Sunday, February 1, 2015

Meals from Pouched Side Foods

I'm always looking for low cost and simple meals, like just boil water, heat and eat for bush camping, emergency meals and for Short Term (less than 5 years) everyday pantry Food Storage. I think I've found a good way to fill a backpack, Bug Out Bag, Bug Out Bucket and Home Food Storage with some belly filling and familiar tasting meals, cheap!

We use Knorr's side dishes on a regular basis at home because they are pretty good and quick to make. Now combine the popular and readily available Mylar pouched meats, chicken and fish you have a quick meal if you can boil a couple cups of water! Also you can add any kind of dehydrated veggies or dehydrated meats you like. Get creative.

Knorr's Sides have one of two main ingredients, Pasta or Rice. Both Pasta and Rice have high amounts of carbohydrates which will restore your energy and is filling. They're an ideal combination for trail eating or disaster food. They're compact and light weight for easy backpacking or having a lot of meals in your pantry food storage while taking little shelf space. Another plus is all you need is a knife to open the Mylar pouches. If you pack cans of meat be sure you have a can opener of some type with you. Opening a can with your knife blade can be frustrating and dangerous.

Meal Size Prepared:
About 2+ cups

Best by Dates:
Both the sides and the meats have a stated best by date depending on the type of food of 2 and 3 years!

Knorr's and other brands of sides come in a wide variety.

Here's some of the Knorr sides:
Sides Using Pasta:
Cheezy Bacon Macaroni, Cheezy Alfredo, Alfredo Broccoli, Cheddar Broccoli, Alfredo, Cheezy Cheddar Beef, Chicken Stroganoff, Creamy Chicken, Chicken Broccoli, Butter & Herb, Parmesan Beef, Chicken Stroganoff, Creamy Chicken Parmesan.

Italian Sides:
Tomato Parmesan, Four Cheese Bow Tie, Creamy Garlic Sells and Scampi.
Asian Sides:
Chicken Fried Rice, Teriyaki Rice, Teriyaki Noodles and Thai Sesame Noodles and Classic Chow Mein.
Cajun Sides:
Dirty Rice, Garlic Butter Rice, and Red Beans & Rice.
Fiesta Sides:
Mexican Rice, Taco Rice and Spanish Rice.
Chicken and Rice Sides:
Many choices using rice as the base ingredient.

$1.00 for the sides and $0.95 - $2.00 depending on the serving size for the pouched meats, fish or chicken. I think this is a good alternative to the rather costly Mountain House pouched foods.

How to prepare:
1. I find some of the sides offered today recommend to much water/milk resulting in a thin sauce. (I don't use any milk I just increase the amount of water to make the total liquid volume needed) I always start cooking with 25% LESS of the total liquid than the recipe states. When cooking if the side appears to be to thick you can always add more liquid for the consistency of your liking.

2. The package usually says simmer for 7 minutes and I find this is correct.

3. At the end of the 7 minutes I add the meat, chicken or fish and simmer for one more minute. You don't want add the meats in the beginning because they are already cooked and you will end up with mushy meat, chicken or fish. All you need to do is get it to the same temperature as the simmered side contents.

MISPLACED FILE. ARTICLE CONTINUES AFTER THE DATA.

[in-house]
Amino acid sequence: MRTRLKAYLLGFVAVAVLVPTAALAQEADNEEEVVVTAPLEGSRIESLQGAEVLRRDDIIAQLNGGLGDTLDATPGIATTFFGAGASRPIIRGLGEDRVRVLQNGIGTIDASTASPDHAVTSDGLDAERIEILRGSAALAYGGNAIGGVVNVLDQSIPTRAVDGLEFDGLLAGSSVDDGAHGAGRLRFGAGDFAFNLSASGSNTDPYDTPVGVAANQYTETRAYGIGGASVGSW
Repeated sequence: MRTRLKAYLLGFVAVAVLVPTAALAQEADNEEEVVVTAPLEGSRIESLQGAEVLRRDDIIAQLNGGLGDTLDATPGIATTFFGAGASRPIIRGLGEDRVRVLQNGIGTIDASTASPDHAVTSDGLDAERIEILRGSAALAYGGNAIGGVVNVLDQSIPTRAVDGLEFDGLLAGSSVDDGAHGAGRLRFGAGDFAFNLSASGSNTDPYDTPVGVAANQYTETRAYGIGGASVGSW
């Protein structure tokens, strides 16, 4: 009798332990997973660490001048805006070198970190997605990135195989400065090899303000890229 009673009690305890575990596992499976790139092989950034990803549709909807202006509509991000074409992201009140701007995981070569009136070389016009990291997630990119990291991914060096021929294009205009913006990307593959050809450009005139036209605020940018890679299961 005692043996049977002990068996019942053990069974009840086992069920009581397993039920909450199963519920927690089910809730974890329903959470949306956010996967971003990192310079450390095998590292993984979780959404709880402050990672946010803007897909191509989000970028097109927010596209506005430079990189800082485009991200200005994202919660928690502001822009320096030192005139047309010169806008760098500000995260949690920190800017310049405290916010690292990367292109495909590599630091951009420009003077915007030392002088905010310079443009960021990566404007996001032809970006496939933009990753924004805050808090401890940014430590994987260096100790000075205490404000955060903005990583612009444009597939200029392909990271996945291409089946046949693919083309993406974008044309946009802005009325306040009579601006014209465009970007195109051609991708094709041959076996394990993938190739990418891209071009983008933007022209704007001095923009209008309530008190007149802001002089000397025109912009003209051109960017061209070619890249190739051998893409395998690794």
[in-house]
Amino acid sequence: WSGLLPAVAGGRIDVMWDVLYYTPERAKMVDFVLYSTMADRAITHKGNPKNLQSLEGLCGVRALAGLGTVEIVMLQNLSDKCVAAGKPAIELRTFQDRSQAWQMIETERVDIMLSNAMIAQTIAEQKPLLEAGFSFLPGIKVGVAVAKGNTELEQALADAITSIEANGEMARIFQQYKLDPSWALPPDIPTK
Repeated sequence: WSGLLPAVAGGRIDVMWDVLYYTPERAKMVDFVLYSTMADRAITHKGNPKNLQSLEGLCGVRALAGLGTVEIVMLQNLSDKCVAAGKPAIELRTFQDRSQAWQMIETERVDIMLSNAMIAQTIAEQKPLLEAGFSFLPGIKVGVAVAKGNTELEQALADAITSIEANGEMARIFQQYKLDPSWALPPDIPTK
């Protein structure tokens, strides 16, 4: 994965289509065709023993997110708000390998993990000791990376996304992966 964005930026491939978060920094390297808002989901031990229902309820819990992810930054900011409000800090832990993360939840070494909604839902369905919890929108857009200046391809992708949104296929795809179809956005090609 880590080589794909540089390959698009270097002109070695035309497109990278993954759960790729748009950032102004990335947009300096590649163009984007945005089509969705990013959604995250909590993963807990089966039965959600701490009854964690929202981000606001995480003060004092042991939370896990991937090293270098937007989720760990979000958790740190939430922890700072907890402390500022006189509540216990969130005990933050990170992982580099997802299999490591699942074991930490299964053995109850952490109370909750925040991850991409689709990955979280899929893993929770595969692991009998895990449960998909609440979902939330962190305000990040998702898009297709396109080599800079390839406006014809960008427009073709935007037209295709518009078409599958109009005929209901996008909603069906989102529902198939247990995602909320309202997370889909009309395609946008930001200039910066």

4. Now enjoy your hot and filling meal.

The samples below were purchased 12-8-14 for reference to the best by dates.

Knorr's Alfredo Side Pouch:

Alfredo Nutrition Facts:

Alfredo Best by Date: 3-10-16

Can of Chunk Chicken:

Chicken Best by Date: 10-03-17

Opened can of Chicken:

Yields 2 cups from the prepared combination:

Other pouched meat and fish choices.
Spam pouch sample:

Spam Best by Date: 7-29-17

Tuna Pouch:

Tuna Best by Date: 2-19-17


  1. We do this, and often add some canned veggies (we can't get frozen veggies in Honduras) when we need to make a quick, one-pot meal! I actually hadn't thought of using them for long-term storage, however. Thanks for the idea!

    1. Trish, glad to hear I'm not the only one using these pouched foods this way!

  2. Warning the spicy Thai sesames is terrible. And I like spicy love the Cajun ones .Thanks for the post nothing like a meal pre done in Mylar single serving bags.Hmmm red beans and rice with fried diced spam do sound good.

    1. This is why I urge people to test all the foods to be used in storage before stocking up on them and finding out when you need them they taste like horse flop!

  3. Mike,

    We have been looking at alternative prepared foods besides mountain house with long term storage for quick bugging out, camping, and emergencies. If you shop accordingly, you will be able to save yourself money packing your own 5 gallon bucket instead of buying one pre-made. I try to find foods which will work with husbands sodium issues.

    1. I find that if I look with an open mind there are a lot of everyday foods that fit well with everyday pantry stocking and most are still good up to 5 years, making 1-5 year pantry stocking familiar and easy. It's much better to eat foods that you're used to than depending totally on a premixed survival type food that the taste is unfamiliar, expensive and adds to the stress of of an event you're dealing with.

  4. Since many of the prepackaged items are dehydrated and not freeze dried, they are exactly the same thing as these side dishes like Knorr makes. Making your storage buckets out of these foods is such a better tasting and cheaper way to go than to use most of the prepackaged food storage meals.

    1. You are correct, make your own buckets while using familiar foods.
      I make a monthly trip to different food stores not to buy anything but to look just for foods that can be used for 1-5 year storage and make notes of them. Then when home review what I've seen, if they look interesting I'll go back and buy just one of each of those items for taste cooking. If I like them then look for the best sales and stock-up.